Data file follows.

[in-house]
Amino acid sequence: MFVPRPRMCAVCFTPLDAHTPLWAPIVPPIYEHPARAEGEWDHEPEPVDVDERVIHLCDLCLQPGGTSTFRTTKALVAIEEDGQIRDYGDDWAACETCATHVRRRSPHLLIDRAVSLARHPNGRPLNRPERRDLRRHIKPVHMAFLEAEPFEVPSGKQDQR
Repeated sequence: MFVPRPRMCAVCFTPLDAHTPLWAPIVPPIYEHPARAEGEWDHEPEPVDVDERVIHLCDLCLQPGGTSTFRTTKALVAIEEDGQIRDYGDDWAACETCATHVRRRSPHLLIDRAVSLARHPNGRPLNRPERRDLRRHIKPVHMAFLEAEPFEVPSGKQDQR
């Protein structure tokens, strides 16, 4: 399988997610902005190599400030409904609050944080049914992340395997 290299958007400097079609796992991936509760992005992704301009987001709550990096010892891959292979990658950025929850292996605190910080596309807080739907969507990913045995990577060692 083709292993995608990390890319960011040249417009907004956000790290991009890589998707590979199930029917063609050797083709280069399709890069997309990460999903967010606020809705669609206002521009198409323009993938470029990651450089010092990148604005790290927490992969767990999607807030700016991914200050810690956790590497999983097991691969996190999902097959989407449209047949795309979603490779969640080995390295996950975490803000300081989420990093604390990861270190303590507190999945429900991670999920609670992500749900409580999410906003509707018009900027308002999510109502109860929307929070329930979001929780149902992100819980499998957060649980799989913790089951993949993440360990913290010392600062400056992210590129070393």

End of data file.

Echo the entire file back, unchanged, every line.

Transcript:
[in-house]
Amino acid sequence: MFVPRPRMCAVCFTPLDAHTPLWAPIVPPIYEHPARAEGEWDHEPEPVDVDERVIHLCDLCLQPGGTSTFRTTKALVAIEEDGQIRDYGDDWAACETCATHVRRRSPHLLIDRAVSLARHPNGRPLNRPERRDLRRHIKPVHMAFLEAEPFEVPSGKQDQR
Repeated sequence: MFVPRPRMCAVCFTPLDAHTPLWAPIVPPIYEHPARAEGEWDHEPEPVDVDERVIHLCDLCLQPGGTSTFRTTKALVAIEEDGQIRDYGDDWAACETCATHVRRRSPHLLIDRAVSLARHPNGRPLNRPERRDLRRHIKPVHMAFLEAEPFEVPSGKQDQR
């Protein structure tokens, strides 16, 4: 399988997610902005190599400030409904609050944080049914992340395997 290299958007400097079609796992991936509760992005992704301009987001709550990096010892891959292979990658950025929850292996605190910080596309807080739907969507990913045995990577060692 083709292993995608990390890319960011040249417009907004956000790290991009890589998707590979199930029917063609050797083709280069399709890069997309990460999903967010606020809705669609206002521009198409323009993938470029990651450089010092990148604005790290927490992969767990999607807030700016991914200050810690956790590497999983097991691969996190999902097959989407449209047949795309979603490779969640080995390295996950975490803000300081989420990093604390990861270190303590507190999945429900991670999920609670992500749900409580999410906003509707018009900027308002999510109502109860929307929070329930979001929780149902992100819980499998957060649980799989913790089951993949993440360990913290010392600062400056992210590129070393």